Quotes for Public Speakers (No. 19)

Seth Godin - American Entrepreneur, Author and Public Speaker

Seth Godin – American Entrepreneur, Author and Public Speaker

“No more than six words on a slide. Ever. There is no presentation so complex that this rule needs to be broken.” — Seth Godin

About John Zimmer

International speaker, presentation skills expert, lawyer, improv performer
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10 Responses to Quotes for Public Speakers (No. 19)

  1. N.Simasiku says:

    The rule is not cast in concrete and stone. It is a guide I have used as it is, and broken at times. It teaches about summary and being concise. The few power point inscriptions (guide) can be explained orally to clarify issues when necessary.

    • John Zimmer says:

      I agree. In fact, if you watch some of Seth Godin’s talks on YouTube or elsewhere, you will see that he breaks his own “rule” many times over. I don’t necessarily agree with the quotes that I post and I know that others won’t either. (See the first quote that I posted for may explanation.) So I am glad when people challenge the wisdom of the quote.

      Thanks for the comment.


  2. I know this post is fairly old now, but all the same, thanks for encouraging debate about this quote John.

    It’s more than 10 years since Seth proposed it. Yet just 10 days ago, authorSTREAM tweeted it, just as though 6 words is really all you need.

    For my part, I just published a post about it, giving 2 examples where it really wouldn’t work:

    That post also talks about likely reasons Seth made his 6-word rule so strict, and what still attracts people to it.

    I’d love to hear your thoughts.


    • John Zimmer says:

      Craig, thanks very much for the comment and for bringing the issue to our attention. I very much enjoyed your post and have left you a more detailed comment there.

      As for Seth, I know for a fact that he does not always adhere to his own rule. I have seen presentations where he gone past 6 words. In fact, I took a quick look on YouTube just now and here is the first video I checked: http://youtu.be/g-qZ1dYT_lc Note the slide that appears at 0:27. I count 11 words, almost double Seth’s own rule. But it is an effective slide. And, Seth’s overall message about not overloading your slides is advice worth taking.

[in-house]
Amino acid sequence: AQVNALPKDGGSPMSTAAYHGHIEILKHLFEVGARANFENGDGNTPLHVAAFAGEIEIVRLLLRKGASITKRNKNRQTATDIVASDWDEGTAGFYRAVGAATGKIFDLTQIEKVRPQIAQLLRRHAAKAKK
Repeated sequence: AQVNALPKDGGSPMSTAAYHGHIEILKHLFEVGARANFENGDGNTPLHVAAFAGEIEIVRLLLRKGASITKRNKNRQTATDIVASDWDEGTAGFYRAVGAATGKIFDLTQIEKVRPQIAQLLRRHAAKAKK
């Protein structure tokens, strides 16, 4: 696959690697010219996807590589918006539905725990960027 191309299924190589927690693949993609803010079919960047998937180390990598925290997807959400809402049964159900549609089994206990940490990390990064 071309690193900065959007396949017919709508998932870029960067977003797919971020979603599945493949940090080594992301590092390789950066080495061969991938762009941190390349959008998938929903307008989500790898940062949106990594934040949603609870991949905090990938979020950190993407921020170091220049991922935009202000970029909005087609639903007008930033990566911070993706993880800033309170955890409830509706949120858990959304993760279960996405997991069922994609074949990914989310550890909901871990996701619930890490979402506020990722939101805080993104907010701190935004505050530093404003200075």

3. Pingback: 2½ reasons why Seth Godin’s wrong about how many words to put on your slide | Remote Possibilities

  4. Joby Blume says:

    What about showing a quote, or a line from a book that is under discussion?

    The problem with this kind of dogmatic rule is that it’s wrong.

    • John Zimmer says:

      Thanks for the comment, Joby. I am glad to have sparked a reaction. When I started the series of quotes, I decided to just offer the quotes without comment and let people decide for themselves whether they liked them. As I said, “The quotes might be serious; they might be humorous; they might be bizarre; but they will all have something to do with public speaking. Do you agree with them? Why or why not? Do you have any other insights? Share your thoughts!”

      On this one, I agree with you that Seth Godin is being dogmatic. And I have written elsewhere what I think about such “rules”: http://wp.me/pwfa1-EC. However, I do agree with the principle that Seth is trying to promote; i.e., that people need to cut down – significantly – the number of words that they put on a slide. But will the sky fall down if you put 7 or 8 or 12 or 20 words on a slide every now and then? No.

      I like your idea for a quote from a book. If you have any suggestions, do let me know.



      On this one, I agree

  5. Pingback: Tweets that mention Quotes for Public Speakers (No. 19) | Manner of Speaking -- Topsy.com

  6. Gabriela says:

    Could this rule depend on the language?

    • John Zimmer says:

      Interesting question, Gaby. I suspect that Seth would say no – the whole point is to keep the words on your slide to a minimum. Having said that, and though I agree wholeheartedly with his general principle, I do not see anything wrong with having slides with more than six words every now and then.


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